RPC security ports
Overview: About random TCP usage
RPC Security Through TCP Port Handling/Control
The RPC protocol has probably been most recognizably popular for being used in one of these rather completely different ways:
- MAPI (used by Microsoft Exchange).
- Remote Administration (e.g., starting a service on a system running Microsoft Windows, Remote access: RPC)
- internal usage (e.g., TechNet: “What is RPC?” says RPC can be used for, “system services within the computer communicating with each other.” This “is especially common. Much of the Windows architecture is composed of services that communicate with each other to accomplish a task. Most services built into the Windows architecture use RPC to communicate with each other.” (The page goes on to “briefly describes the services in Windows Server 2003 that depend on the RPC system service (RPCSS).” That includes Microsoft's built-in implementation of services such as DHCP, DNS, Print Spooler, and TELNET.)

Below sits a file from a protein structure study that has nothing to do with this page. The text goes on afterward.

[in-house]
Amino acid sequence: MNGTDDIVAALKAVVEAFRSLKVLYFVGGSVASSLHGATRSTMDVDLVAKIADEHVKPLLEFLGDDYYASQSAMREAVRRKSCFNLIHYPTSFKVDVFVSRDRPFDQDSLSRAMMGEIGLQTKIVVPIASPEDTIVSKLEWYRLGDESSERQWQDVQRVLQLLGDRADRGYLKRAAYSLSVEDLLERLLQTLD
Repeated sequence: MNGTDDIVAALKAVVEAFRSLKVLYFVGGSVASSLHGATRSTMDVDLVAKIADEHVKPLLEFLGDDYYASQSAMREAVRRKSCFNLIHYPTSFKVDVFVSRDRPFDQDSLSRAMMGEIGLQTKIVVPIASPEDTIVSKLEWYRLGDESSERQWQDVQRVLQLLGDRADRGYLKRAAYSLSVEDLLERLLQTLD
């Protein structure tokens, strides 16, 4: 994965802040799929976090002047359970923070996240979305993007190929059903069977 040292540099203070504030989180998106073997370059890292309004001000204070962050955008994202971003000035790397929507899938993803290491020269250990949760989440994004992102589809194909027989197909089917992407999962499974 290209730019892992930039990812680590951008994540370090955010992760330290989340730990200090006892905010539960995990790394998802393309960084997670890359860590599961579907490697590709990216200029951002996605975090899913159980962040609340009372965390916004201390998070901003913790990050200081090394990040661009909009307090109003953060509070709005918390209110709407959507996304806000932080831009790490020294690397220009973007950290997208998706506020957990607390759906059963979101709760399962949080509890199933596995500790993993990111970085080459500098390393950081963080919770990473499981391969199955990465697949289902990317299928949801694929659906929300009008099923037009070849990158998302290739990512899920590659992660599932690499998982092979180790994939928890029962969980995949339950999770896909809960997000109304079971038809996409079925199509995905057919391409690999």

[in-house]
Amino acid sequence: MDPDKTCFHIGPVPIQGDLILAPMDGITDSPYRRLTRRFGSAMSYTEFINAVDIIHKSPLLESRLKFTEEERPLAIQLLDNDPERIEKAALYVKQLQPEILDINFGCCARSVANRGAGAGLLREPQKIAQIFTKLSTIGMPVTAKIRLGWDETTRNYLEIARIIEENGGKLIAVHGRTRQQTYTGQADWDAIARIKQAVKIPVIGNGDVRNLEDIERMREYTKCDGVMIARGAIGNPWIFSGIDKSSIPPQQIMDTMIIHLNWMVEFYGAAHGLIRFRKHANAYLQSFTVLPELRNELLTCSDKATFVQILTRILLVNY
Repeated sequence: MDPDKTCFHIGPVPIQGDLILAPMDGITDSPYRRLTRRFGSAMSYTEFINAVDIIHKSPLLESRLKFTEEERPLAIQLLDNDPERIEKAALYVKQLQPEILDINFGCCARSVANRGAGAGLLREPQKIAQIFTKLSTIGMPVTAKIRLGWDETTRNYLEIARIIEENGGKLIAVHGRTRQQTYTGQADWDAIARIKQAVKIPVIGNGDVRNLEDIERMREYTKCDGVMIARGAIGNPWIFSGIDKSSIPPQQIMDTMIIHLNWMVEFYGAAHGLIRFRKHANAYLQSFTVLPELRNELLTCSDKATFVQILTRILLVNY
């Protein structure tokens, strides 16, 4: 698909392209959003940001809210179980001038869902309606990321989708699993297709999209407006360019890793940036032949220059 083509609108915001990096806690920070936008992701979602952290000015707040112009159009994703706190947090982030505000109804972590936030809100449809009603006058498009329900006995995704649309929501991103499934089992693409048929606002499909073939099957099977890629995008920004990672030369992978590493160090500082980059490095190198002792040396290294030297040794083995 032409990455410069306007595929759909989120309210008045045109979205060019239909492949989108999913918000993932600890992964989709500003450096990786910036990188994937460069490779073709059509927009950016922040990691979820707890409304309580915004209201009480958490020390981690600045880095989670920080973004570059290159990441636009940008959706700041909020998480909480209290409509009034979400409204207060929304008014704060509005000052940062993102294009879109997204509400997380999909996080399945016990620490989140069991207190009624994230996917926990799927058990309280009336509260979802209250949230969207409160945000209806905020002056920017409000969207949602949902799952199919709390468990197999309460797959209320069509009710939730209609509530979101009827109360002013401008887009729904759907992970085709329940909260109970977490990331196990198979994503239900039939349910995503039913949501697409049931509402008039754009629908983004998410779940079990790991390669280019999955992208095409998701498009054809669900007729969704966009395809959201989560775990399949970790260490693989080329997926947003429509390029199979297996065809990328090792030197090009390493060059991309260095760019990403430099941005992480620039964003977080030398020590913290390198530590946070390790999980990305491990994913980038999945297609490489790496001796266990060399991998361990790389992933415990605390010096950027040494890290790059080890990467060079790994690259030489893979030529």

This article is likely to focus more on NFS and MAPI.
Both of these protocols involve transferring data that many people would like to be protected, but may do so without encryption. Although this article was originally written to discuss NFS, the reasons likely also apply to MAPI and possibly other traffic that uses RPC. So, as quotations are read about NFS, realize that these concepts are not really very specific to NFS and can also apply to other RPC-using protocols.